Permanent Human Settlement of the Earth, Space and Ocean Frontiers

Monday, March 02, 2009




Other Worlds

This Thursday, just down the road from here a few miles away, the Kepler spacecraft will launch toward orbit on a mission specifically designed to search for Earths in the habitable zone of other stars.

When I was in high school, the science textbook we used said there were nine known planets – period. Since that time, in our own own solar system, we have discovered more than a handful of others, such as the very distant Sedna orbiting more than twice the distance from the sun as Pluto with a single solar year lasting up to 12,000 years and a surface temperature hovering just above absolute zero. There are others.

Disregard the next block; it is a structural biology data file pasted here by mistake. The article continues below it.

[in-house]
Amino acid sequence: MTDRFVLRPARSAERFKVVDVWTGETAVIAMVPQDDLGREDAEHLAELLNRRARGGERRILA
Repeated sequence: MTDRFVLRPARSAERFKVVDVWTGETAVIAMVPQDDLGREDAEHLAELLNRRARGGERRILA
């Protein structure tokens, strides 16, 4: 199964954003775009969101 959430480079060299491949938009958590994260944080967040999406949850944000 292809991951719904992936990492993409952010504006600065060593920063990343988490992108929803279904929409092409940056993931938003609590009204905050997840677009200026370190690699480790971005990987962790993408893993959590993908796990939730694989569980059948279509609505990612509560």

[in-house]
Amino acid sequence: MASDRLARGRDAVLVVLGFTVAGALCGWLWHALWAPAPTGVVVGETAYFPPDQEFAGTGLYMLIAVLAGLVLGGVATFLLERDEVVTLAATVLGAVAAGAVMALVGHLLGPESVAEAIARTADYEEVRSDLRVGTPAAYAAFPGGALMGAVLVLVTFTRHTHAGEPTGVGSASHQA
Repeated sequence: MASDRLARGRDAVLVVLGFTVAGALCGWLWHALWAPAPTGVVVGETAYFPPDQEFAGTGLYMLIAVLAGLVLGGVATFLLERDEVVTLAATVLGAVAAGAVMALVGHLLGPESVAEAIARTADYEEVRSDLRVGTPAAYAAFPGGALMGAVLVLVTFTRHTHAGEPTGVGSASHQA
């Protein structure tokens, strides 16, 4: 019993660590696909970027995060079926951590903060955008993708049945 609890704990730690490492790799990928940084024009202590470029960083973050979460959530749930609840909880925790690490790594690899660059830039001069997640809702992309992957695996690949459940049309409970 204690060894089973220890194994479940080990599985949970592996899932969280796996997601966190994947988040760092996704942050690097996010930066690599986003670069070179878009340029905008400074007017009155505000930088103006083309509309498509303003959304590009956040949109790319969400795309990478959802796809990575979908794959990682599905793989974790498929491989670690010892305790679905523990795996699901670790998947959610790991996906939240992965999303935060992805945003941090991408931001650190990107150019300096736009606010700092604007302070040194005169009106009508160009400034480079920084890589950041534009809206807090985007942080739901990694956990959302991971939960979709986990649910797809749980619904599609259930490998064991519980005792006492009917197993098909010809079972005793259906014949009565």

But as the Kepler spacecraft will look outward to other star systems, it will begin to add to the catalogue of more than 340 extrasolar planets we have also, relatively recently discovered. Here is an example of the catalogue description of the extrasolar planet, Gliese 581C:

Gliese 581 C marked a milestone in the search for worlds beyond our solar system. It is the smallest exoplanet ever detected, and the first to lie within the habitable zone of its parent star, thus raising the possibility that its surface could sustain liquid water, or even life. It is 50 percent bigger and 5 times more massive than Earth.

After a successful Kepler mission, there should be many more such as these added to our catalogue of known planets as the mission is designed ot examine more than 100,000 candidate star systems simultaneously.

Finally – the most remarkable thing about all this is that in today’s classrooms, there is a catalogue of planets much larger than the textbook I used that made relative brief mention of only nine!